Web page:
Alan Cumming’s Macbeth, Not Shakespeare’s, Currently on Broadway!

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Alan Cumming as Macbeth and all the other characters with two exceptions.

I wish I could agree that Alan Cumming’s decision to reinvent Macbeth was a bold and brilliant move that succeeded. I cannot, though I thought that Cumming’s performance of certain characters, in part, was interesting and affecting, if I suspended all my powers of logic. But isn’t that what insanity is? A suspension of logic? Mine? The character’s? Or the actor’s?

Cumming’s Macbeth, currently at the Ethel Barrymore Theatre, takes place in an insane asylum and Macbeth is wacked. I do wonder, though. Why use the construct of Shakespeare’s Macbeth to reveal multiple personalities or a tormented, guilt-ridden mind? Why not just create a play about a character who believes himself to be a tyrant, a Macbeth, and provide some logical outer sandwich to house the multiple personalities, i.e. Macbeth, Lady Macbeth,  in an insane actor’s mind? That way as the insane actor reenacts Macbeth, Lady Macbeth, etc., again and again, we can perhaps retain some semblance of logic, especially if it is added that the actor has a deep rooted miasma that has set him off never to return (a bad drug trip?) to coherence again.

In this production of Macbeth, here is the rub. If you wish to see Alan Cumming perform Macbeth, then by all means go and enjoy his performance of the characters in this one man show (with the exception of an attendant and doctor). You won’t mind that this rendition whose conceit blares and pivots one note (insanity)  lacks logic, suspense, depth and coherence. It will be OK because you are seeing Alan Cumming fulminate, rage and wither. You will not being seeing a production of Macbeth, the Scottish play.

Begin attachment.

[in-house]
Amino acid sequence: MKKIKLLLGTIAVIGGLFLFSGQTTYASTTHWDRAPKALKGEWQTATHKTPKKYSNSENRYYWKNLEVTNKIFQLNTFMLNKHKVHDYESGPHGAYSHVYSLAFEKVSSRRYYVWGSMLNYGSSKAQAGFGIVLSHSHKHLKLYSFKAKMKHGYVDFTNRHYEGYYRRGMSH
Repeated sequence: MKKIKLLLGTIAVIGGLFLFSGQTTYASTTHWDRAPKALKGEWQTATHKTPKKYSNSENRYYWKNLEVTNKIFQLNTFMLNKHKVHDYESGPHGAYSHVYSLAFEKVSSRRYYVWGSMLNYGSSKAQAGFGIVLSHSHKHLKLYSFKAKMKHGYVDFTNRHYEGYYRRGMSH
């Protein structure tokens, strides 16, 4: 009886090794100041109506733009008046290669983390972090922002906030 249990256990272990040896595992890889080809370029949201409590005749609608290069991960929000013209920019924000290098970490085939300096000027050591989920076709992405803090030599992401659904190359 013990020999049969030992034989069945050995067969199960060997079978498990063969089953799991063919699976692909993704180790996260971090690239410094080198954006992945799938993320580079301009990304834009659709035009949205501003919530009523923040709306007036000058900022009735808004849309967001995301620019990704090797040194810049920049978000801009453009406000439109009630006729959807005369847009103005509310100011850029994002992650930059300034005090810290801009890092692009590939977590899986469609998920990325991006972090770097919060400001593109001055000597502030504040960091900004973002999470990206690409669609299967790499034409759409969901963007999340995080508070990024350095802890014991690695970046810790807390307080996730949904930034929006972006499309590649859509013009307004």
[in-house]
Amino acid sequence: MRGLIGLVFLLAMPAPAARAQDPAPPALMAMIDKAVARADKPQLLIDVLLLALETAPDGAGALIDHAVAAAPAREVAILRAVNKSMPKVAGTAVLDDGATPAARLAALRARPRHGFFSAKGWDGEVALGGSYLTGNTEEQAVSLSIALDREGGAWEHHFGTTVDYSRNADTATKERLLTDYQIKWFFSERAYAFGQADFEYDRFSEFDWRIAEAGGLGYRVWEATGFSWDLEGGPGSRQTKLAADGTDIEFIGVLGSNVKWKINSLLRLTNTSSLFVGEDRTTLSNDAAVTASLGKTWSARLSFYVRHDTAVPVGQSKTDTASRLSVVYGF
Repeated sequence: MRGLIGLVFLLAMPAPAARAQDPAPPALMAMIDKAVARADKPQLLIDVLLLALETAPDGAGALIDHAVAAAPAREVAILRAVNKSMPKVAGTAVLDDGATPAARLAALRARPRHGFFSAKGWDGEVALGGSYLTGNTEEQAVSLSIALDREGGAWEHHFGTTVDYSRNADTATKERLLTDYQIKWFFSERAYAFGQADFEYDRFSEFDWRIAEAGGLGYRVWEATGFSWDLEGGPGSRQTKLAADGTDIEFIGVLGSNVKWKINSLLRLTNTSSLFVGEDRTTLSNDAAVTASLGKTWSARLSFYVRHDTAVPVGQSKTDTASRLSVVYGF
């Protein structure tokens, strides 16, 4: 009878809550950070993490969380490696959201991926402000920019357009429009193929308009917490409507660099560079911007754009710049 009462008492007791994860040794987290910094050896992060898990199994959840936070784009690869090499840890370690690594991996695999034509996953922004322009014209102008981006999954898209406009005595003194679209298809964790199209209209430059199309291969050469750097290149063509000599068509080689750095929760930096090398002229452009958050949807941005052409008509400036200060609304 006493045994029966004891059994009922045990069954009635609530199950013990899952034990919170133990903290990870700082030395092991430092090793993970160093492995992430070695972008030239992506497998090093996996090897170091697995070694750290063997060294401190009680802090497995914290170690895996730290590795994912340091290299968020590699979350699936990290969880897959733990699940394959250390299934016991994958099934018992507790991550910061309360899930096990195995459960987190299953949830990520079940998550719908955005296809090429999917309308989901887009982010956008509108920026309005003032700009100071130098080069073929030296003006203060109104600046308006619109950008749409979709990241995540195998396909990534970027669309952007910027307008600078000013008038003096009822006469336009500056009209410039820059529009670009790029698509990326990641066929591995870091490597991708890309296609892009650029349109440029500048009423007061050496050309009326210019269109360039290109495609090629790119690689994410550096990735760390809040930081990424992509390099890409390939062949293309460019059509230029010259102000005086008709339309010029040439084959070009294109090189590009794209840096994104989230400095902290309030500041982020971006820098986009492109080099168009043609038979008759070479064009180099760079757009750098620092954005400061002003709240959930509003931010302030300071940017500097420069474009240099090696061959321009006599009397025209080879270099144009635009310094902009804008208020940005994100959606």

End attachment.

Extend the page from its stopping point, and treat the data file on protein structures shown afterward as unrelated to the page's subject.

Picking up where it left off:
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Cumming’s overarching conceit that Macbeth is insane houses the characters and plot. Explanations beyond to the why, wherefore, place and time before his arrival at this stark, sterile, green hospital room are absent. Because there are two “evidence” bags which are used to put in some clothing, we are left to our assumptions: Macbeth is attempting to expiate his guilt by playing all the characters. However, the point where the action intervenes with the characterizations is a muddle. Our confounded logic is swamped by the conceit. Is our confusion supposed to be wiped clean because Macbeth is insane and none of this is supposed to make any sense?

Cumming portrays all the characters, Lady Macbeth, King Duncan, Malcolm, Macduff, Lady Macduff, Banquo, Fleance and the criminals who kill Banquo. He enacts the play events through the dialogue alone, no physical action except those related to a suicidal, guilt-ridden mental patient: the killings unfold, the witches prophecy. Cumming plays all the parts and this is supposed to be happening in Macbeth’s mind, though there are things in the action Macbeth could not have known. Again, we must provide our own logic and are left to surmise he was told what happened and that’s how he is able to perform the dialogue related to Lady Macduff’s and her children’s deaths, though Macbeth was not present to kill them. Suspension of disbelief is imperative to get through these sections of dialogue in the play. And there are a number of them.

The dialogue has been truncated, silently interrupted by attendants who administer medication when the main character’s (Macbeth?) menagerie of beings plagues him toward horrid, guilt-ridden misery or when they act up to threaten his life causing him to let his own blood. Remember, all of this is happening in Macbeth’s mind as he performs the parts. The extraneous action  begins at the beginning of the play, when the insane asylum conceit is set. Macbeth is brought in; he disrobes from his suit which goes in an evidence bag, then he dons patient clothing, all in a frightened, subservient manner. We wonder…is this Macbeth? Or is it someone who poses as Macbeth? Setting the conceit takes around 10 minutes. And when TV screens come on picturing Cumming who speaks the dialogue of the various witches, we know this guy is nuts. But that’s all we know. Who he is and how he got there? No matter.  This is Alan Cumming’s Macbeth. That should be enough. Hardly!